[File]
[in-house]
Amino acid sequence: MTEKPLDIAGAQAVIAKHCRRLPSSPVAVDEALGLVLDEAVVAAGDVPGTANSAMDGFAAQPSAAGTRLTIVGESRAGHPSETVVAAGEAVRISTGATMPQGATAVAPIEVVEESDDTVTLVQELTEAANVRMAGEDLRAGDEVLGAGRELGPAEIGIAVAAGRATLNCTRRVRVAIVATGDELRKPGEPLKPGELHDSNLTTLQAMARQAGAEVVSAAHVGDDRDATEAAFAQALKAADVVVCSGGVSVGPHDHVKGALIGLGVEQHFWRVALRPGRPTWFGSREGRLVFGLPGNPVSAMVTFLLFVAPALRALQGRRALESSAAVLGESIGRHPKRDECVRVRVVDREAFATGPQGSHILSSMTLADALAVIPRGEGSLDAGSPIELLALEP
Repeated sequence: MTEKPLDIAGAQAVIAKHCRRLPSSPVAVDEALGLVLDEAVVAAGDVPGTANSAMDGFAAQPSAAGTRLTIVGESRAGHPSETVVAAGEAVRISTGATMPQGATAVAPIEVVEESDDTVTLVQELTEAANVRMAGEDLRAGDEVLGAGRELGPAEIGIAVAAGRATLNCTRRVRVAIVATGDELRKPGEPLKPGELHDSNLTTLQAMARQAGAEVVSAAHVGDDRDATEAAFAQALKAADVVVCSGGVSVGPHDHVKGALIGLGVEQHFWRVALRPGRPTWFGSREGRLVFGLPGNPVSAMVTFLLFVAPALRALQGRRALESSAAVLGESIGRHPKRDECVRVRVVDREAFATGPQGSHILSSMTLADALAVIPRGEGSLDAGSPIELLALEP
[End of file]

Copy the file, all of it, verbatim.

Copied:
[in-house]
Amino acid sequence: MTEKPLDIAGAQAVIAKHCRRLPSSPVAVDEALGLVLDEAVVAAGDVPGTANSAMDGFAAQPSAAGTRLTIVGESRAGHPSETVVAAGEAVRISTGATMPQGATAVAPIEVVEESDDTVTLVQELTEAANVRMAGEDLRAGDEVLGAGRELGPAEIGIAVAAGRATLNCTRRVRVAIVATGDELRKPGEPLKPGELHDSNLTTLQAMARQAGAEVVSAAHVGDDRDATEAAFAQALKAADVVVCSGGVSVGPHDHVKGALIGLGVEQHFWRVALRPGRPTWFGSREGRLVFGLPGNPVSAMVTFLLFVAPALRALQGRRALESSAAVLGESIGRHPKRDECVRVRVVDREAFATGPQGSHILSSMTLADALAVIPRGEGSLDAGSPIELLALEP
Repeated sequence: MTEKPLDIAGAQAVIAKHCRRLPSSPVAVDEALGLVLDEAVVAAGDVPGTANSAMDGFAAQPSAAGTRLTIVGESRAGHPSETVVAAGEAVRISTGATMPQGATAVAPIEVVEESDDTVTLVQELTEAANVRMAGEDLRAGDEVLGAGRELGPAEIGIAVAAGRATLNCTRRVRVAIVATGDELRKPGEPLKPGELHDSNLTTLQAMARQAGAEVVSAAHVGDDRDATEAAFAQALKAADVVVCSGGVSVGPHDHVKGALIGLGVEQHFWRVALRPGRPTWFGSREGRLVFGLPGNPVSAMVTFLLFVAPALRALQGRRALESSAAVLGESIGRHPKRDECVRVRVVDREAFATGPQGSHILSSMTLADALAVIPRGEGSLDAGSPIELLALEP